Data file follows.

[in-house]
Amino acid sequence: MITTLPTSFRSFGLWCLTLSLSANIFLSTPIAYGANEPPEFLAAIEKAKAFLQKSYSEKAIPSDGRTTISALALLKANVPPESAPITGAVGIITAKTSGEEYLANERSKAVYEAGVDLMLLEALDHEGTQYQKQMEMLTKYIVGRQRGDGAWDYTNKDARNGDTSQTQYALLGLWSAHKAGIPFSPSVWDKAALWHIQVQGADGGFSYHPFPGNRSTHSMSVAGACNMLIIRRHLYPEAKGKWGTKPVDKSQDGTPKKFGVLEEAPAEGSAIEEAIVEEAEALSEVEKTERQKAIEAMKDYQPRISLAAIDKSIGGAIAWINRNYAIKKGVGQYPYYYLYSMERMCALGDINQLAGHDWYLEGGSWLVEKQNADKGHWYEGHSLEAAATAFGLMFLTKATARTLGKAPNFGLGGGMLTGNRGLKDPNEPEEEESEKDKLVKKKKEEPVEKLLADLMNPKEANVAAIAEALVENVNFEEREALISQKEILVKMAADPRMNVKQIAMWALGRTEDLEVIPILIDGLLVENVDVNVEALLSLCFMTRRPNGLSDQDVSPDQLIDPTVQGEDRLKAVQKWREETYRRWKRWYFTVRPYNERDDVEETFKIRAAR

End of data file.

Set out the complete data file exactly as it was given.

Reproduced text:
[in-house]
Amino acid sequence: MITTLPTSFRSFGLWCLTLSLSANIFLSTPIAYGANEPPEFLAAIEKAKAFLQKSYSEKAIPSDGRTTISALALLKANVPPESAPITGAVGIITAKTSGEEYLANERSKAVYEAGVDLMLLEALDHEGTQYQKQMEMLTKYIVGRQRGDGAWDYTNKDARNGDTSQTQYALLGLWSAHKAGIPFSPSVWDKAALWHIQVQGADGGFSYHPFPGNRSTHSMSVAGACNMLIIRRHLYPEAKGKWGTKPVDKSQDGTPKKFGVLEEAPAEGSAIEEAIVEEAEALSEVEKTERQKAIEAMKDYQPRISLAAIDKSIGGAIAWINRNYAIKKGVGQYPYYYLYSMERMCALGDINQLAGHDWYLEGGSWLVEKQNADKGHWYEGHSLEAAATAFGLMFLTKATARTLGKAPNFGLGGGMLTGNRGLKDPNEPEEEESEKDKLVKKKKEEPVEKLLADLMNPKEANVAAIAEALVENVNFEEREALISQKEILVKMAADPRMNVKQIAMWALGRTEDLEVIPILIDGLLVENVDVNVEALLSLCFMTRRPNGLSDQDVSPDQLIDPTVQGEDRLKAVQKWREETYRRWKRWYFTVRPYNERDDVEETFKIRAAR